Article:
2. Sustainability as a Game changer
Construction is a big sinner when it comes to climate change. The construction industry is a large contributor to CO2 emissions, with buildings responsible for 40% of the total European energy consumption and a third of CO2 emissions.
Governments, businesses and citizens are looking towards the ‘new reality’ of life after COVID-19 and at the same time environmental, social and governance (ESG) issues are quickly rising up the agenda. We can see ESG as a new lens through which companies will be evaluated.
Investors are increasingly paying attention to selected ESG topics to better manage the risks and opportunities of their real estate investments. In addition, new ones such as the cybersecurity of buildings have become relevant.
Add Value for Cities, Companies, Investors and Society
Pioneering cities, companies, investors and organisations are already contributing to and reporting on the 17 Sustainable Development Goals (SDGs). They understand the need to integrate the SDGs into their work at all levels. It is clear that operating in a sustainable way is no longer a choice, but a necessity for long-term success in all areas of business and society.
Investors and companies are putting more focus on the SDGs as they stimulate innovation and open new commercial prospects. Businesses that develop solutions to the challenges of sustainable development are considered a good investment opportunity.
Riikka Sievänen, ESG advisor at KPMG Finland, explained that a bit further. ESG is not just covering environmental issues. It is also about the social aspects like health and security, labour standards and working conditions, inclusions and diversity. Also, the government aspect is important in terms of business ethics or data protection and privacy.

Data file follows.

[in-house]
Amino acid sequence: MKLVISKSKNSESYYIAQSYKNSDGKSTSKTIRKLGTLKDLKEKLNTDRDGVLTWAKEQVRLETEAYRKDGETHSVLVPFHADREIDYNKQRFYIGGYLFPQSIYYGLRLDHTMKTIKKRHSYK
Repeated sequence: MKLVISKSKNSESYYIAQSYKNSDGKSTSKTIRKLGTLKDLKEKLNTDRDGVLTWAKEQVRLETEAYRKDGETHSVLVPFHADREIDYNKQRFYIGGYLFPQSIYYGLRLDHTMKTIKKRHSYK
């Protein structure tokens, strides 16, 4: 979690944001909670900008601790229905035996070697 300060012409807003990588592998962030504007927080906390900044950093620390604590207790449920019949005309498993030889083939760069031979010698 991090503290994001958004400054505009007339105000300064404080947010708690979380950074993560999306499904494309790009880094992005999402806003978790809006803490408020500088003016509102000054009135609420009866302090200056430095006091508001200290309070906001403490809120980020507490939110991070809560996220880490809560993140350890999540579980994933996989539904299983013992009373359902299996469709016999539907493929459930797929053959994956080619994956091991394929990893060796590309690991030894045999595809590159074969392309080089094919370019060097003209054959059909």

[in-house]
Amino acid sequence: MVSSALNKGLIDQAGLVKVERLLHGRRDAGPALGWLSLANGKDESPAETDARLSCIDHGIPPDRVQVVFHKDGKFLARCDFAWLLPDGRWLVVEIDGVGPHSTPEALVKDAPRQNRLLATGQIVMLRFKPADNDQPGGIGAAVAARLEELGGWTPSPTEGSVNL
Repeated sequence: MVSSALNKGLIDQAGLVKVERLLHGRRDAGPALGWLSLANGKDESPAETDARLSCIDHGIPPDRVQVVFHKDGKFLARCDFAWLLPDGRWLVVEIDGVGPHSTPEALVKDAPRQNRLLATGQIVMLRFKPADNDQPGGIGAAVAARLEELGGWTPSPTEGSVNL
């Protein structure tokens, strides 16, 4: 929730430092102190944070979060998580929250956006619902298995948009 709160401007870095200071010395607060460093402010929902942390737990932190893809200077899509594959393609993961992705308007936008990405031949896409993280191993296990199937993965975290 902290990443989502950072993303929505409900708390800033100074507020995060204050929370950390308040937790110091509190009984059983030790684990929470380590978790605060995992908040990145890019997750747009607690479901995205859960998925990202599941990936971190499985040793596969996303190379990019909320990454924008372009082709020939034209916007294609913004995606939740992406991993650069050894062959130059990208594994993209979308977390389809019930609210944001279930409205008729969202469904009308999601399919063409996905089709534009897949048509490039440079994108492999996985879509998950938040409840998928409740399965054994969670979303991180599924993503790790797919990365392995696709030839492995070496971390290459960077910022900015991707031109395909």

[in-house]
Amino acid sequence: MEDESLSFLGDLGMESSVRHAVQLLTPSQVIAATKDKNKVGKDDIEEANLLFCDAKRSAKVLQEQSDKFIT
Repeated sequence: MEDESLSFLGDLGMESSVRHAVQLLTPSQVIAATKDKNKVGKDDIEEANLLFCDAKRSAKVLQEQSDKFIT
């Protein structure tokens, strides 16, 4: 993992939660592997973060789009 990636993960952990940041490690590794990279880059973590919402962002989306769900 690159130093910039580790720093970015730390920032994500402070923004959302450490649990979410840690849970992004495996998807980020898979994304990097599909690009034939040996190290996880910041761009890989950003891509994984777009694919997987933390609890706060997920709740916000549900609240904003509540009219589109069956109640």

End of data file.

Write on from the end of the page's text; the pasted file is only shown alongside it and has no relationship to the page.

A Circular economy to reach goals
If we start using a circular economy we can actually deliver sustainability without compromise on price and quality. For example, Ditte Lysgaard Vind from Lendager was showing how to design out waste and pollution, keep products and materials in use and regenerate natural systems.
Natasha Friis Saxberg explained a bit further what the foundation for a green transition looks like.
1. Skills: You need the right people in order to see the full potential. We need to educate more people – There is a very high demand for specialists in the technology field because there is technology in everything. One part of the solution for this green transmission is within technology.
2. Capital: We are changing our world dramatically and that demands a new investment. Investments in green are not as predictable as all other investments we make – for that, we need courage and trust. We need to go in this direction and accept that the ROI might take a bit longer because there is some development going on.
3. Commercialize: There are new promising technologies, but they are a bit too expensive. With all these new green technologies, we need the industry to adopt them in order to scale them. Commercialization also demands investment but also demands a close collaboration.
Technology can help us accelerate and scale the sustainable transition of the Built Environment. By adopting this, we can reinvent and build new value chains to support the trends within smart cities, buildings and the future of mobility.
Do you want to know more? Next week we will publish the second part of our ReCoTech review, covering topics like the Role of Data, Tenant relations, APIs and Ecosystems.